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The First 72 Hours
Newly adopted or fostered dogs can have copious amounts of anxiety and trauma to overcome, particularly in the first 72 hours. Decompression is the process of allowing your dog to relax and experience a sense of normalcy and safety. The length of decompression time can vary greatly for each dog, but it is important to have at least a minimum of 72 hours. This sets your dog up for the best chance of success in the household!
It is important to note that even if your dog seems calm and well adjusted, you should still follow decompression guidelines. Animals are quite good at hiding their feelings and may surprise you.
We advise using the 4 S’s of decompression: Structure, Sameness, Solitude, and Safety.
All interactions with your dog should be deliberate. This means that walks outside of potty breaks should be short training walks designed to teach them leash skills. All activity should come from you or another primary caregiver. Any exercise or play time should be focused on meeting the dogs needs and should end the second they become disinterested. Free roaming should not be allowed, as well as couch or bed sitting. When not on a potty break or exercising, your dog should either be in their place or in their crate. Structure also applies to their routine, which leads us into Sameness.
In order to establish a basic feeling of safety, your dog should understand that their primary needs such as food, water, shelter, and rest will all be met unconditionally and around the same time every day. This means that a structured schedule should be implemented. Meal times, potty breaks, crate time, and training walks should all happen consistently at the same time each day (a few minutes difference is fine). Fresh water should be provided always unless otherwise specified.
In the spirit of sameness, solitude is also an important aspect of decompression. Your newly acquired dog will need some time alone with little stimuli to be able to relax into their space and accept a feeling of safety. In practice, this means that there should be no physical affection from anyone, no introductions to new dogs or people (including children), and their environment should be free of excess noise like parties or loud music. Your dog should be allowed to get ample quiet rest, as they likely have not gotten to truly rest for a long time.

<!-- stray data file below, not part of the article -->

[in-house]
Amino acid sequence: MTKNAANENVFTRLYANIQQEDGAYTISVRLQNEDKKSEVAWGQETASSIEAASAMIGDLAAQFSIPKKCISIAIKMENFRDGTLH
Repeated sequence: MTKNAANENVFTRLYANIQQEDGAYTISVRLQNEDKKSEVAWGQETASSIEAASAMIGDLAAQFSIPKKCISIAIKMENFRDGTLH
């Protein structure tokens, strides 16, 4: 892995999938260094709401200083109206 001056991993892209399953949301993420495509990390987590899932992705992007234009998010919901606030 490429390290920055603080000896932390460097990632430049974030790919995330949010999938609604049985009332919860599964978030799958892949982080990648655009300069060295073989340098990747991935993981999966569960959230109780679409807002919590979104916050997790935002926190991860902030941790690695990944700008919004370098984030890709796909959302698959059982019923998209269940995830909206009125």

Safety encompasses the last 3 principles and more. By providing Structure, Sameness, and Solitude to your new dog, you will providing them with a sense of safety. Along with what we’ve listed above, it is also important to advocate for your dog during this (and any) time. Household dynamics, relatives, friends, may all pose challenges to maintaining your dogs decompression routine. You must be able to establish firm boundaries with others and make decisions that will keep your dog out of harms way. This means that if you have an insistent friend who demands to meet your dog immediately, you must keep safety and the decompression process in mind. This is not only for your dogs safety, but your friends as well. As stated previously, decompressing dogs can sometimes act unpredictably and we want to avoid setting them up for failure.
Lastly, being observant and noticing which behaviors are normal for your dog and which are not is an important aspect of keeping them safe. Normal behaviors for a decompressing dog can include: Low appetite, not wanting to potty, sleeping a lot, not sleeping at all, anxious behaviors such as pacing or not settling, and more. Abnormal behaviors include: crate or place destruction, lunging or snapping, and excessive growling. These are not indicative of the long term behavior of a dog, but should be cause for you to seek assistance from a professional if you are unfamiliar with these behaviors. Other abnormal behaviors that would constitute an emergency include but are not limited to: labored breathing, extreme lethargy, excessive bleeding, and seizure. If you have any concerns or are unsure what behavior you are witnessing, please reach out and ask us!
What to Expect